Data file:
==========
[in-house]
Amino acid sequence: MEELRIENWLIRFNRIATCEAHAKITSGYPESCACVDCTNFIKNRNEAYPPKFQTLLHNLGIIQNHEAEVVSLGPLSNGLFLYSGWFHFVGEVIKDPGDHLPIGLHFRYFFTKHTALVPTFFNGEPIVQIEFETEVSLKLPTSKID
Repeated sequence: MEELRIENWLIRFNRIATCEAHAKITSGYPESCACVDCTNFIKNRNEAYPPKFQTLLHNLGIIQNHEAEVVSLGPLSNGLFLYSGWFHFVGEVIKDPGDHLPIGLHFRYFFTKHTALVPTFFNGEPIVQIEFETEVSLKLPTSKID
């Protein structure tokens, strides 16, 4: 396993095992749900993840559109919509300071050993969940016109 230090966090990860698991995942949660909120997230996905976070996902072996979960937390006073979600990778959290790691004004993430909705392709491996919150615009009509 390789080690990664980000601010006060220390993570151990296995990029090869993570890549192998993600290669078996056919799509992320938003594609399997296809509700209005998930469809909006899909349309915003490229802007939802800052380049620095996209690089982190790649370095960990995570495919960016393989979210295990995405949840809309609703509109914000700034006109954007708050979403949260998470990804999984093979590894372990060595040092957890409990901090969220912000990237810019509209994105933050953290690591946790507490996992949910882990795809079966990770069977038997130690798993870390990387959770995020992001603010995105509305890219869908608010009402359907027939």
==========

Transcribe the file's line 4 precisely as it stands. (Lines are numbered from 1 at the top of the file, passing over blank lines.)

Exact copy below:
């Protein structure tokens, strides 16, 4: 396993095992749900993840559109919509300071050993969940016109 230090966090990860698991995942949660909120997230996905976070996902072996979960937390006073979600990778959290790691004004993430909705392709491996919150615009009509 390789080690990664980000601010006060220390993570151990296995990029090869993570890549192998993600290669078996056919799509992320938003594609399997296809509700209005998930469809909006899909349309915003490229802007939802800052380049620095996209690089982190790649370095960990995570495919960016393989979210295990995405949840809309609703509109914000700034006109954007708050979403949260998470990804999984093979590894372990060595040092957890409990901090969220912000990237810019509209994105933050953290690591946790507490996992949910882990795809079966990770069977038997130690798993870390990387959770995020992001603010995105509305890219869908608010009402359907027939």